I had the pleasure of driving home early last Friday and DAMN glad I did. The little snow there was stuck to the roads and bridges where I live. Think sheet of ice.On big and large bridges and small ones. I wasn't the only one driving really slow.

Come off it, Jeff. You know it's not how much snow, it's whether people know how to handle it. Where I hail from, in the northern Middle West, a foot or two doesn't faze anyone. Everybody has snow tires, the cities have snow removal equipment, and everyone has lots of practice driving in rotten weather. If you only see snow once or twice a year, and your city can't afford snow plows because they only need them 2 x year, any amount of snow is an event. How many drivers here have experience steering into a skid? Or doing a 180 spin on an icy street? Or know how much they have to slow down to be able to brake on slippery roads?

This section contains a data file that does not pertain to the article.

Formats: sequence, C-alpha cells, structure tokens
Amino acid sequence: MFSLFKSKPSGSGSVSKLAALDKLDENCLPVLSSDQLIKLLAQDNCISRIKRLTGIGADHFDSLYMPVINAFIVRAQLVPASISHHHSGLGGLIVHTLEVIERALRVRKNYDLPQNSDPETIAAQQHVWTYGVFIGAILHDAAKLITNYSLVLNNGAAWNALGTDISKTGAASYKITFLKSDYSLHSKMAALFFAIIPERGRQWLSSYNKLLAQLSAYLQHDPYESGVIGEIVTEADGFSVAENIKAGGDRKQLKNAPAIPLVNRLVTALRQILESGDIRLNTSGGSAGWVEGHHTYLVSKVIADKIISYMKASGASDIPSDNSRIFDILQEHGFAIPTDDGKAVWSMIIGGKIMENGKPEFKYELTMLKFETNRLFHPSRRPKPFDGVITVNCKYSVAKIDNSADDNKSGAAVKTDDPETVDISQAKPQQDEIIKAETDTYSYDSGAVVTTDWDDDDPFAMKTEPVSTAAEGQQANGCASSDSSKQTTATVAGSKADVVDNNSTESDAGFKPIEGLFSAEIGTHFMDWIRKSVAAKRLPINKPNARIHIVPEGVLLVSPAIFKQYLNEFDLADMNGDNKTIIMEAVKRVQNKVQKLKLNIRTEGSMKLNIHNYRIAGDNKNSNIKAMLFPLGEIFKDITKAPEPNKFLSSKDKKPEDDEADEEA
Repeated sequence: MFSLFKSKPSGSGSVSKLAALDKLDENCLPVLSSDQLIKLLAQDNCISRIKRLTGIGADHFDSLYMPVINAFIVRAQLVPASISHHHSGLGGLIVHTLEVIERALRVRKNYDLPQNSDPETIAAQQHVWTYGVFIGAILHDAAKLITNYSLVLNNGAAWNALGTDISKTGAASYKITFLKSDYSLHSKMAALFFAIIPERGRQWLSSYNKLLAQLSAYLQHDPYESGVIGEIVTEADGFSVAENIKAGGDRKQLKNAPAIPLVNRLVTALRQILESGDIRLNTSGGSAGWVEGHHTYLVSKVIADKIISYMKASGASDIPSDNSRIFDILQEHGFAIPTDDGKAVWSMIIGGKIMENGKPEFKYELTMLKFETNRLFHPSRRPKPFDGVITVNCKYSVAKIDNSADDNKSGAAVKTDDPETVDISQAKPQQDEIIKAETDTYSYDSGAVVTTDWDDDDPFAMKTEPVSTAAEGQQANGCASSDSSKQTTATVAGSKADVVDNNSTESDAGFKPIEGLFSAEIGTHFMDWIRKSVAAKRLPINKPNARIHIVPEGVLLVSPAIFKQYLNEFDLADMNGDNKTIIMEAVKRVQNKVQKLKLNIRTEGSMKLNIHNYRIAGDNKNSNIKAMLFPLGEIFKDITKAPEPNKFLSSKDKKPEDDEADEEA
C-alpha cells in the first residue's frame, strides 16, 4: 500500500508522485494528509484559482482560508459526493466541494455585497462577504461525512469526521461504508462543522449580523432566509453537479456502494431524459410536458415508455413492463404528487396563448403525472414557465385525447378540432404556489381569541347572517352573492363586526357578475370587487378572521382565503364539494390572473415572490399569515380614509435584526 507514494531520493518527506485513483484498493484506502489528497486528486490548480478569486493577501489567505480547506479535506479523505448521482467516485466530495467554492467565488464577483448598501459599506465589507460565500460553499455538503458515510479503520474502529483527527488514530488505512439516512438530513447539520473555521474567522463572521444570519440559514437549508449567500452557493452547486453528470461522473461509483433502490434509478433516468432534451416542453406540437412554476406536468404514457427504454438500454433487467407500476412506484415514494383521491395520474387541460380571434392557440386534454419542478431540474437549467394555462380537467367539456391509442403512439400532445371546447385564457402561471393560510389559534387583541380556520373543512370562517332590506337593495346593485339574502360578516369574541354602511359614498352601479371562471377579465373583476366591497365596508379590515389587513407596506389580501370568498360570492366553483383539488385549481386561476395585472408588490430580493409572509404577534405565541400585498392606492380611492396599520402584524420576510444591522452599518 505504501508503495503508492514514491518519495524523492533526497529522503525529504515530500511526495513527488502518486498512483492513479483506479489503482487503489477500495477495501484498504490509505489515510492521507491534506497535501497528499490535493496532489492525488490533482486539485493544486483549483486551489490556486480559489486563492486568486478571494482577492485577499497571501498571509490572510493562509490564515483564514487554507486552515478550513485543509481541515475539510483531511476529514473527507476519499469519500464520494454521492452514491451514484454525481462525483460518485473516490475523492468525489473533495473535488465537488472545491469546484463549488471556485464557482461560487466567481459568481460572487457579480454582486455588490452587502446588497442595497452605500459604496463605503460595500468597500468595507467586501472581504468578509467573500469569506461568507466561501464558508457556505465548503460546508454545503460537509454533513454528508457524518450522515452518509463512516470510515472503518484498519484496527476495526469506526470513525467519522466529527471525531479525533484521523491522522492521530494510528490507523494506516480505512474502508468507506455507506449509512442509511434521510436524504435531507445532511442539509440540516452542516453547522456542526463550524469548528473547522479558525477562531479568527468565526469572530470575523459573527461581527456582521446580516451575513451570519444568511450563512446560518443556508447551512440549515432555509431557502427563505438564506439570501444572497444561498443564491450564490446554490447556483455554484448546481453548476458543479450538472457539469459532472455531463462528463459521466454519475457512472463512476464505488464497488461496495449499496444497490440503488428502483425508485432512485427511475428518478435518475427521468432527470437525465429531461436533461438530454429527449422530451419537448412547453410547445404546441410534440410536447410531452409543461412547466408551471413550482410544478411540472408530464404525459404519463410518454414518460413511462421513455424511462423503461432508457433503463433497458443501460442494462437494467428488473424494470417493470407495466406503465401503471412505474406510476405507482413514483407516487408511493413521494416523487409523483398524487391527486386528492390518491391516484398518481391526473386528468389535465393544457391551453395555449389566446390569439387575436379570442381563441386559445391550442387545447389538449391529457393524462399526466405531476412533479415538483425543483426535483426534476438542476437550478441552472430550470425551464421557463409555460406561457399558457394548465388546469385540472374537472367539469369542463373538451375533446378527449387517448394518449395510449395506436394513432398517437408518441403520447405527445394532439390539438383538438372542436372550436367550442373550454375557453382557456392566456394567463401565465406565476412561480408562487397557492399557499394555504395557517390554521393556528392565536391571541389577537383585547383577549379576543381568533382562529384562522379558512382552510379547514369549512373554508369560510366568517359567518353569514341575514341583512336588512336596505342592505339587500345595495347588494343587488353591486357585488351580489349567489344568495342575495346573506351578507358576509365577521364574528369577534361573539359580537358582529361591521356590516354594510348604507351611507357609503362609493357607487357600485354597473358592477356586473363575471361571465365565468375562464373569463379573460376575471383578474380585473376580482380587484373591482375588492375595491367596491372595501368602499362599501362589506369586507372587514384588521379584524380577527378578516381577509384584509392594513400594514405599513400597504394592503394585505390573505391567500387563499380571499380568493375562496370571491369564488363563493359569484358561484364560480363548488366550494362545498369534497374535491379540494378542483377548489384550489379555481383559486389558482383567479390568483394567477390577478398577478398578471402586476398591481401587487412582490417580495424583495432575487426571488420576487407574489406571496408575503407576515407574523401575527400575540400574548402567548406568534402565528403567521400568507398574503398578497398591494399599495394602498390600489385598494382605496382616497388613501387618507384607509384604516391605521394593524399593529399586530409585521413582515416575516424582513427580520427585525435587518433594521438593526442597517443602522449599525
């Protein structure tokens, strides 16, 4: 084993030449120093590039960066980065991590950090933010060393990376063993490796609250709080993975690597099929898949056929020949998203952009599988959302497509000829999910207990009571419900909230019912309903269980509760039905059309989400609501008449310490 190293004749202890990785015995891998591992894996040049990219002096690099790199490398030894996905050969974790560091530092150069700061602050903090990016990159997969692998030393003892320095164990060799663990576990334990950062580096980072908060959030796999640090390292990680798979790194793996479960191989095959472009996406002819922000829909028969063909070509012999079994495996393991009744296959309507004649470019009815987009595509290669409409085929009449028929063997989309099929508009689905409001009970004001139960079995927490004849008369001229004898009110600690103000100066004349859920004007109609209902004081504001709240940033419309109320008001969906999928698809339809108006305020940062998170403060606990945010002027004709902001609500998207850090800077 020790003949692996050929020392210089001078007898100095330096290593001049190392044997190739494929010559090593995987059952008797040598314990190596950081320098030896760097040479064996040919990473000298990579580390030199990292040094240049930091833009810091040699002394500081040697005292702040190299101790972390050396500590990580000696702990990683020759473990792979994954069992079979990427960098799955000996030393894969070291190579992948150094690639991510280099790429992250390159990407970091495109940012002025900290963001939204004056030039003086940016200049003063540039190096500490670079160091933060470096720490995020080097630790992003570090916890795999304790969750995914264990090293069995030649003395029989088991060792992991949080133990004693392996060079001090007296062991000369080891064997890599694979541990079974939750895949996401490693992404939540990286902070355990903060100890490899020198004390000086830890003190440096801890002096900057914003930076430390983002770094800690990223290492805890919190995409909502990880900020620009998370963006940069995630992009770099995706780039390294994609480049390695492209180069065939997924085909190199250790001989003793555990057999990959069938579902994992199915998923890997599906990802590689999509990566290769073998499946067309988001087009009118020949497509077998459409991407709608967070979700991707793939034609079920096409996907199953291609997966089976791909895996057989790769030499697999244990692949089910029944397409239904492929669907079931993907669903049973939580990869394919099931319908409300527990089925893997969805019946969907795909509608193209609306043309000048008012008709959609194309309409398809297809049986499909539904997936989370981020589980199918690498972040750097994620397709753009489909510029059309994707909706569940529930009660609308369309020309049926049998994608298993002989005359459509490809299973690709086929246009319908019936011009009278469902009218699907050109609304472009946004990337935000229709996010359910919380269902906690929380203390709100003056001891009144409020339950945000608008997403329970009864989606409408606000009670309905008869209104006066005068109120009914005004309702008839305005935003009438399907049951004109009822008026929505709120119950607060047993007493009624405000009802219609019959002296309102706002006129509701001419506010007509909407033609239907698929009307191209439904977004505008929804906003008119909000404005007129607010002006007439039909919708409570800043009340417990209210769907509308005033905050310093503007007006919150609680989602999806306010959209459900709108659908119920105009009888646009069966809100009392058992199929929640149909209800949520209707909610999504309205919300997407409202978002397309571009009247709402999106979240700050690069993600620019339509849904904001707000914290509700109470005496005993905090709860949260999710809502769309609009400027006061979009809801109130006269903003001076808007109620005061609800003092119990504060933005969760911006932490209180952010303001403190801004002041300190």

Give the locals a break. Would you know what to do in a sandstorm?

Frank, any snow reporting is appreciated, whether it's just pretty snow or up-to-the-eaves snow. Last winter when we were snowed in, this blog was one great way to stay in touch.

FR: Thanks!

I think the blog/post is great Frank, you're not calling anything an epic storm, nor are you claiming anything is 100%. You're just giving predictions and providing reliable references and points of view.

And yes, an inch of snow is more newsworthy and relevant to me than 90% of garbage on the internet.

Huh? What is this Global Warming thing you all are talking about? Never heard of it.

Friday's minimal snow/ice changed my usual 40-minute commute into 3 hours, as Route 32 in Carroll County was shut down. So I for one do appreciate your alerts, even if the forecasted accumulation is somewhat less than the 38 inches we got in Elkridge last year!

woodchopper, I'll speak slowly: Can. You. Give. Us. Your. Interpretation. Of. The. Data. Obtained. From. The . Ice. Core. Samples. Taken. From. Greenland. And. Antarctica?
No?
Gee. What a shock.

As cold & windy as it is i still see people having windshields replaced outside & wonder if they really know how much the windshield acts as a roll over safty bar,its 70% of the roof strength in a roll over & in temps, lower then 40 degrees it is a crap shoot to have done outside a controled inviorment.fyi form a 30 yr. installer.